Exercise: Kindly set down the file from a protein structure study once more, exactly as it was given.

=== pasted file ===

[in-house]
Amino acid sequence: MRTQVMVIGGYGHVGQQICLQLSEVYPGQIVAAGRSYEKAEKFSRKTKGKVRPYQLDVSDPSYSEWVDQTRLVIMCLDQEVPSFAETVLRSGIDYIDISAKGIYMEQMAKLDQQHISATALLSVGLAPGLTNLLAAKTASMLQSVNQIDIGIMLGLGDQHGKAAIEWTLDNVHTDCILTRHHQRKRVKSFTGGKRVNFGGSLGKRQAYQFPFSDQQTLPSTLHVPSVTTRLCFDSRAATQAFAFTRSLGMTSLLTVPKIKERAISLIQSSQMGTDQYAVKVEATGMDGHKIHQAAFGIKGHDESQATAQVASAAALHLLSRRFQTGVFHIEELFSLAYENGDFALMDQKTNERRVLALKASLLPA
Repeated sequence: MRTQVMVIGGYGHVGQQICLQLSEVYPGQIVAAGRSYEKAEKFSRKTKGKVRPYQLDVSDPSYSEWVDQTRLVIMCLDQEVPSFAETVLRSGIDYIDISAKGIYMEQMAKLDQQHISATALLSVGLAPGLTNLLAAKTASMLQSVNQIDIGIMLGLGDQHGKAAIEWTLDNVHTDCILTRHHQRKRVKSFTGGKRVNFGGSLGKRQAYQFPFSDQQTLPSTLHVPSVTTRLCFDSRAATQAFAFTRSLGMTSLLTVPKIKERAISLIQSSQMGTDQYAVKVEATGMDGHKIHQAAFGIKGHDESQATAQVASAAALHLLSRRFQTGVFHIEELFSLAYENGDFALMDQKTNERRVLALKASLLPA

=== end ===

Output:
[in-house]
Amino acid sequence: MRTQVMVIGGYGHVGQQICLQLSEVYPGQIVAAGRSYEKAEKFSRKTKGKVRPYQLDVSDPSYSEWVDQTRLVIMCLDQEVPSFAETVLRSGIDYIDISAKGIYMEQMAKLDQQHISATALLSVGLAPGLTNLLAAKTASMLQSVNQIDIGIMLGLGDQHGKAAIEWTLDNVHTDCILTRHHQRKRVKSFTGGKRVNFGGSLGKRQAYQFPFSDQQTLPSTLHVPSVTTRLCFDSRAATQAFAFTRSLGMTSLLTVPKIKERAISLIQSSQMGTDQYAVKVEATGMDGHKIHQAAFGIKGHDESQATAQVASAAALHLLSRRFQTGVFHIEELFSLAYENGDFALMDQKTNERRVLALKASLLPA
Repeated sequence: MRTQVMVIGGYGHVGQQICLQLSEVYPGQIVAAGRSYEKAEKFSRKTKGKVRPYQLDVSDPSYSEWVDQTRLVIMCLDQEVPSFAETVLRSGIDYIDISAKGIYMEQMAKLDQQHISATALLSVGLAPGLTNLLAAKTASMLQSVNQIDIGIMLGLGDQHGKAAIEWTLDNVHTDCILTRHHQRKRVKSFTGGKRVNFGGSLGKRQAYQFPFSDQQTLPSTLHVPSVTTRLCFDSRAATQAFAFTRSLGMTSLLTVPKIKERAISLIQSSQMGTDQYAVKVEATGMDGHKIHQAAFGIKGHDESQATAQVASAAALHLLSRRFQTGVFHIEELFSLAYENGDFALMDQKTNERRVLALKASLLPA